Comillas is considered to be a step forward for Catalan Modernisme, the place where proto-Modernista forms arose and where the applied and decorative arts were creatively integrated.
A key year was 1881, signalling as it did the beginning of a privately funded construction fever geared towards innovation in private as well as public buildings. The person who initiated this was Antonio López López, a native of this small fishing village. His family's poverty forced him to seek his fortune in the New World and he settled in Barcelona on his return, after the success of his South American enterprise. This did not, however, separate him from his birthplace and he decided to build a large house there and also improve the town's quality of life.
Antonio López's fortune from the fields of navigation and trade was renowned throughout Spain and in 1878, King Alfonso XIII named him Marquis of Comillas in gratitude for López having lent his fleet to help pacify the Cuban insurrection. This relationship between the Royal Family and the López family grew closer in 1881, when the King of Spain and his family began spending their summers in Comillas. From that moment on, the town became the summer destination of the Spanish aristocracy, and Antonio López dressed it with wealth and modernity thanks to his contacts with outstanding architects and artists in Barcelona.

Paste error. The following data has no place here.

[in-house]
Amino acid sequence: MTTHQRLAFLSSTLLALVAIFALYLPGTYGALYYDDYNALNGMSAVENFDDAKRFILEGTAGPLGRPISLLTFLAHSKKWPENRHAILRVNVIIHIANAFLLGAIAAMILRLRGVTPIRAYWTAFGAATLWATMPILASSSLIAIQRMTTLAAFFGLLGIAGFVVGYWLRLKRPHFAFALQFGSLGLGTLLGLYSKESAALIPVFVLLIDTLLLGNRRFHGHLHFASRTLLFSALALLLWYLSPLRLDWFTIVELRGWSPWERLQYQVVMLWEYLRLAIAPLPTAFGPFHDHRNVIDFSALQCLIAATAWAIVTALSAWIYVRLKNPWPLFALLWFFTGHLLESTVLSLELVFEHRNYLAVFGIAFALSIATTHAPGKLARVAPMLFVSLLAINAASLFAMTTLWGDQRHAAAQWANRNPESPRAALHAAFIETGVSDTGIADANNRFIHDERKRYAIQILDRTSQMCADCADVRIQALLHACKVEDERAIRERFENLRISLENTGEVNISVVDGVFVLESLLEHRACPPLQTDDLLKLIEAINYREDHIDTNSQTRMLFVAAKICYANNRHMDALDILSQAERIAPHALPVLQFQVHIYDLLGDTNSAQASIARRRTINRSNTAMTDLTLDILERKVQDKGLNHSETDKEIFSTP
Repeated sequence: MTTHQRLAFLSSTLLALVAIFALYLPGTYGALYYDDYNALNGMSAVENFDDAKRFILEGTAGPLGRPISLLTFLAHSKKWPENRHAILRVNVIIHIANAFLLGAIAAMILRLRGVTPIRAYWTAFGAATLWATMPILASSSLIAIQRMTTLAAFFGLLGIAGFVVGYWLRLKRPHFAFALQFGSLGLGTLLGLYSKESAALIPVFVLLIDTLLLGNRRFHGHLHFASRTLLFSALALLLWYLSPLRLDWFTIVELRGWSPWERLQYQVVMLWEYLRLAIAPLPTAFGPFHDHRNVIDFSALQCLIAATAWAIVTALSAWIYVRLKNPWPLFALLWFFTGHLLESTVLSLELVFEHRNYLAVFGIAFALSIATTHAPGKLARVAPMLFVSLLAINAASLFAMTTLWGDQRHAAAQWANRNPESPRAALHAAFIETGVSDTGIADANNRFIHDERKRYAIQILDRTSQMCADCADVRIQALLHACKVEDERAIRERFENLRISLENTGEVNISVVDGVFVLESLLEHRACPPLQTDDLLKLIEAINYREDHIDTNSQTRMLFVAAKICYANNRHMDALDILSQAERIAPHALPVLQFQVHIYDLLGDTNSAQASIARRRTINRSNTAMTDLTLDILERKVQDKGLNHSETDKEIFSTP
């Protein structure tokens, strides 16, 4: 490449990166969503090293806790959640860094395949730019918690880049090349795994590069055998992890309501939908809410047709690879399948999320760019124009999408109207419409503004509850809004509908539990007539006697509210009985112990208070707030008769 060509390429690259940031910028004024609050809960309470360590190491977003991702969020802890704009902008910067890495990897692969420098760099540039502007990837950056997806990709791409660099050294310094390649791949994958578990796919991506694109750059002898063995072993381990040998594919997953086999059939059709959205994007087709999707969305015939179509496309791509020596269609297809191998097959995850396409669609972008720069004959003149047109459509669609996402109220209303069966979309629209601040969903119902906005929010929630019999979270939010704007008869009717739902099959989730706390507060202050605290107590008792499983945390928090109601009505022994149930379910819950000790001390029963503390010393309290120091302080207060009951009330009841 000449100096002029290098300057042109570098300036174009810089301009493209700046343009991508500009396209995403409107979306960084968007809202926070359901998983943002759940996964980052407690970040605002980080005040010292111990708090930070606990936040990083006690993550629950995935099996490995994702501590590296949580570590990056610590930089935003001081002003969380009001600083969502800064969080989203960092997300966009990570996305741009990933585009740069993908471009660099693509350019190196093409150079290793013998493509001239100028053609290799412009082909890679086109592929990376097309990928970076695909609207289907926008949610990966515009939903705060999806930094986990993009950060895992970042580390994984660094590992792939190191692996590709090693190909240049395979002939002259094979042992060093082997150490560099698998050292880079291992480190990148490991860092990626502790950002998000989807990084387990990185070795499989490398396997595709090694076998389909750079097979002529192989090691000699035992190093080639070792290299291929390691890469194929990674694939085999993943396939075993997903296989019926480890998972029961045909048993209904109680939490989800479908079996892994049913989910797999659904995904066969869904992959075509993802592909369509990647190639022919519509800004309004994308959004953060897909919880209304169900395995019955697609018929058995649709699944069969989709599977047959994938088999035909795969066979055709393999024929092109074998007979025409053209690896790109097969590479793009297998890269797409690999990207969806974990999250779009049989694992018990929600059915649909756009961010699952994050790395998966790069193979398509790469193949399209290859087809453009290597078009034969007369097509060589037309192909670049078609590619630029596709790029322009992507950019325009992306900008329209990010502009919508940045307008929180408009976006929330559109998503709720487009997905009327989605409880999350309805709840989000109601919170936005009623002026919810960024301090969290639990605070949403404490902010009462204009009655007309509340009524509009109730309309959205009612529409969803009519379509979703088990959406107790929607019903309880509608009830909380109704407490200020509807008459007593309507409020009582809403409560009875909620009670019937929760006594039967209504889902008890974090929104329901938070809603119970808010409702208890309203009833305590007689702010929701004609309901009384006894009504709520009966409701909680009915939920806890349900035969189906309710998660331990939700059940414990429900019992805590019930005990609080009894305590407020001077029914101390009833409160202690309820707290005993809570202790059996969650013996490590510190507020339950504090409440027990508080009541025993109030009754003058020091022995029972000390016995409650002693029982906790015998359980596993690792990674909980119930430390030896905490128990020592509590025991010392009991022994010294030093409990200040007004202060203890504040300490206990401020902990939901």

The first example of this freedom and brilliance was a kiosk designed by Gaudí in 1881, with its bulbous forms incorporating meticulous glass, metal and terracotta decorative details. Musical sounds were also part of this so-called "complete architecture/art". And this resource (windows with a musical device) was used again two years later in Comillas' most representative work: El Capricho (literally, "The Whim"), a large house built by Antonio López's brother-in-law, Màximo Díaz de Quijano, and declared an historic/artistic monument in 1969. Apart from its striking neo-Mudejar façade, the house is also notable for its use of forms, original decorative work and ornamental brick elements.
Other architects working at the same time used styles that were more related to English neo-Gothic or eclectic forms: Joan Martorell designed the Sobrellano Palace (home to Antonio López) and its chapel; Lluís Domènech i Montaner and Cristóbal Cascante restored the town's cemetery, which had been enclosed by the ruins of a Gothic church, and Domènech i Montaner also began the Pontifical Seminary in 1883, while Cascante worked on the Comillas Hospital in 1885. The Modernista interest of these buildings resides mainly in their interiors, where the decorative arts (Eusebi Arnau, Josep Llimona, the Vallmitjana brothers) and furniture (Francesc Vidal) combine medieval imagery with forms inspired by nature.